Justice Thomas rejects this way of thinking, largely because he understands that a man without responsibility for anything in his life is no man at all. The only people in society allowed such an exemption are the young, the elderly, and the infirm. His dissenting opinion in the Grutter v. Bollinger affirmative action case begins by quoting Frederick Douglass’ response to abolitionists who wanted to know what should be done with free black people after emancipation.
Justice Thomas went on to affirm that he believes black people could “achieve in every avenue of American life without the meddling of university administrators.” He actually views black Americans as equal citizens made by the same Creator and endowed with the same rights – and responsibilities – as every other American, not a lesser client class in need of protection by benevolent racial allies.
One of the most under-discussed phenomena regarding the dissolution of the black family is its impact on self-image. The primary role of a father is to protect and provide for his family. That has been true since the beginning of time. Fathers also provide affirmation, and that intense desire to be told your life has value can be heard every time a black activist, pastor, politician, athlete, or journalist demands that a white person say “black lives matter.” Getting white people to submit to this type of ethnic extortion may feel empowering to the black radical as he raises a clenched fist in victory, but bigger government and better white people will never fill that void or convince him his life actually matters.
How can people complain about racist dog whistles while supporting artists who have been blasting messages of death, destruction, and degradation in their own communities for decades?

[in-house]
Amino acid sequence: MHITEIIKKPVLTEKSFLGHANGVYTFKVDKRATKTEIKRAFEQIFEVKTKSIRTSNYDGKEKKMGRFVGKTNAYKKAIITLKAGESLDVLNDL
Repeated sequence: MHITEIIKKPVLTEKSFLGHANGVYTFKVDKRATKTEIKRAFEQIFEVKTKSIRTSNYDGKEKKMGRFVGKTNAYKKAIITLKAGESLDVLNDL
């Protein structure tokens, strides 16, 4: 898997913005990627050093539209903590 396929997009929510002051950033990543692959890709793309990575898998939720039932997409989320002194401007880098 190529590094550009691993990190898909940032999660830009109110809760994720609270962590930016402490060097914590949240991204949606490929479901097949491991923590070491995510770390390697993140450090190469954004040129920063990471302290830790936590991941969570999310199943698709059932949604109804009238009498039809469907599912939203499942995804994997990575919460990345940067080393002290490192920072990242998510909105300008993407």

Why does a dispute between a white woman and a black bird-watcher in Central Park receive more national media coverage than the hundreds of black schoolchildren being shot and killed in their own neighborhoods each year?
Liberals who prioritize the thoughts, words, and actions of white people over those of black people believe in social hierarchy, not equality. Clarence Thomas is a living, breathing repudiation of this worldview.
I recently met Justice Thomas at a conference that brought together black conservative intellectuals, civil rights activists, educators, journalists, and community leaders. Speakers included Glenn Loury, Shelby Steele, Bob Woodson, Roland Fryer, and Jason Riley. The life and legacy of Thomas Sowell loomed large over the entire event.
I spoke briefly with Justice Thomas and expressed my respect and admiration for his work. I also told him I could not understand how someone who clearly believes that black people are fully capable of competing in every area of American social life could be viewed as a race traitor.
In many ways, the attacks on Justice Thomas are aimed at everyone who attended that conference. The viciousness of the insults is a signal to other black commentators, politicians, academics, and celebrities who have the nerve to take a position out of step with leftist orthodoxy.
The ultimate goal is to stifle speech and coerce conformity. Most black people would rather keep their opinions to themselves than be publicly skewered as sellouts. Clarence Thomas has dealt with these attacks for over 30 years. The man I met stood tall regardless of who he engaged. I didn’t sense the slightest curvature in his vertebrae.
In addition to his legal legacy and political impact, I predict Clarence Thomas will ultimately be remembered for fighting to conserve that which black and white liberals have conspired to steal from the black masses for decades: our dignity.